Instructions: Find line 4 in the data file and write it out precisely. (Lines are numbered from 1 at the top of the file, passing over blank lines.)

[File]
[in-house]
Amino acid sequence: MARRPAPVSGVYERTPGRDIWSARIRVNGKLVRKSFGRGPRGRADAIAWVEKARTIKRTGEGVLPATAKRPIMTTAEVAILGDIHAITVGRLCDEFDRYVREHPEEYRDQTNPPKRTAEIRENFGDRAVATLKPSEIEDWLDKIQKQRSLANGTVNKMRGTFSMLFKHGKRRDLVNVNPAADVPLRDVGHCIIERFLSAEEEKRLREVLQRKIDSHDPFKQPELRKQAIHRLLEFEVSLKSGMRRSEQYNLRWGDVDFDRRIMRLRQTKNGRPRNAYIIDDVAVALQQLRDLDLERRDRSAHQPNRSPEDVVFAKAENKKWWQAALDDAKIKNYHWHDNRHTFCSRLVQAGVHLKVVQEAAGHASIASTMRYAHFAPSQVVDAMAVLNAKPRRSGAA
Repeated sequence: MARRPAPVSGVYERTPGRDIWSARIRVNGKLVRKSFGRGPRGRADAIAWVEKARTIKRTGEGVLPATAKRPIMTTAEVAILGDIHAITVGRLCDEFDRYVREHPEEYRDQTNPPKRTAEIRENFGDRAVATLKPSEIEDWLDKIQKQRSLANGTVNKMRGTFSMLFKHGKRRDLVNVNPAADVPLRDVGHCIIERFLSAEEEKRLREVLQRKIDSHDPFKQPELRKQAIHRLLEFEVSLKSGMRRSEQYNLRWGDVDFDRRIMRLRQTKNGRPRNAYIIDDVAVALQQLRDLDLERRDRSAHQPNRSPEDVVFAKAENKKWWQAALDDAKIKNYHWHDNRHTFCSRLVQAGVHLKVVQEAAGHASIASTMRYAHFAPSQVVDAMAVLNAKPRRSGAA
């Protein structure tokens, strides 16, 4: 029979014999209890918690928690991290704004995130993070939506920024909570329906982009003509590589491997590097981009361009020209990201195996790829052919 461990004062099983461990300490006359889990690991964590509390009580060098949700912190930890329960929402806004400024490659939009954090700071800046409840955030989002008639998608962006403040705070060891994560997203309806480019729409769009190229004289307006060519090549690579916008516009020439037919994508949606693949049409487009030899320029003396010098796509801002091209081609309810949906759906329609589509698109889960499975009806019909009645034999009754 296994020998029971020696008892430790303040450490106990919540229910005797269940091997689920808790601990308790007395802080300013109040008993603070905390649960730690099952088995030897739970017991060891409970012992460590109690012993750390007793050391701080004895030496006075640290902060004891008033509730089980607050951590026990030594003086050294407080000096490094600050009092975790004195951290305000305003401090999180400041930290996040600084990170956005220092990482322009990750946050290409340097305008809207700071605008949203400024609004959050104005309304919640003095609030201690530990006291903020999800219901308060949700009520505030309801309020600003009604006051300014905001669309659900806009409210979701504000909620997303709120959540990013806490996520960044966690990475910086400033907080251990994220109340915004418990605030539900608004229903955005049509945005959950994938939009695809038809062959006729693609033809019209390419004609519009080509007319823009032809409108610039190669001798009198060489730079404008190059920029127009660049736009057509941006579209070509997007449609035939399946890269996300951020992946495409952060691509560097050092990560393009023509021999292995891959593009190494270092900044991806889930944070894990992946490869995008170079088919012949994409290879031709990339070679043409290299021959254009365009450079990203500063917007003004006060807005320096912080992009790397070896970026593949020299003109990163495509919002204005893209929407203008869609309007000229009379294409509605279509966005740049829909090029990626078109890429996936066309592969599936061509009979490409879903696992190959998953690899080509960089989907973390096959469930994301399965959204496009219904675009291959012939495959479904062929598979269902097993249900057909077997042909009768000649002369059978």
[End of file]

């Protein structure tokens, strides 16, 4: 029979014999209890918690928690991290704004995130993070939506920024909570329906982009003509590589491997590097981009361009020209990201195996790829052919 461990004062099983461990300490006359889990690991964590509390009580060098949700912190930890329960929402806004400024490659939009954090700071800046409840955030989002008639998608962006403040705070060891994560997203309806480019729409769009190229004289307006060519090549690579916008516009020439037919994508949606693949049409487009030899320029003396010098796509801002091209081609309810949906759906329609589509698109889960499975009806019909009645034999009754 296994020998029971020696008892430790303040450490106990919540229910005797269940091997689920808790601990308790007395802080300013109040008993603070905390649960730690099952088995030897739970017991060891409970012992460590109690012993750390007793050391701080004895030496006075640290902060004891008033509730089980607050951590026990030594003086050294407080000096490094600050009092975790004195951290305000305003401090999180400041930290996040600084990170956005220092990482322009990750946050290409340097305008809207700071605008949203400024609004959050104005309304919640003095609030201690530990006291903020999800219901308060949700009520505030309801309020600003009604006051300014905001669309659900806009409210979701504000909620997303709120959540990013806490996520960044966690990475910086400033907080251990994220109340915004418990605030539900608004229903955005049509945005959950994938939009695809038809062959006729693609033809019209390419004609519009080509007319823009032809409108610039190669001798009198060489730079404008190059920029127009660049736009057509941006579209070509997007449609035939399946890269996300951020992946495409952060691509560097050092990560393009023509021999292995891959593009190494270092900044991806889930944070894990992946490869995008170079088919012949994409290879031709990339070679043409290299021959254009365009450079990203500063917007003004006060807005320096912080992009790397070896970026593949020299003109990163495509919002204005893209929407203008869609309007000229009379294409509605279509966005740049829909090029990626078109890429996936066309592969599936061509009979490409879903696992190959998953690899080509960089989907973390096959469930994301399965959204496009219904675009291959012939495959479904062929598979269902097993249900057909077997042909009768000649002369059978």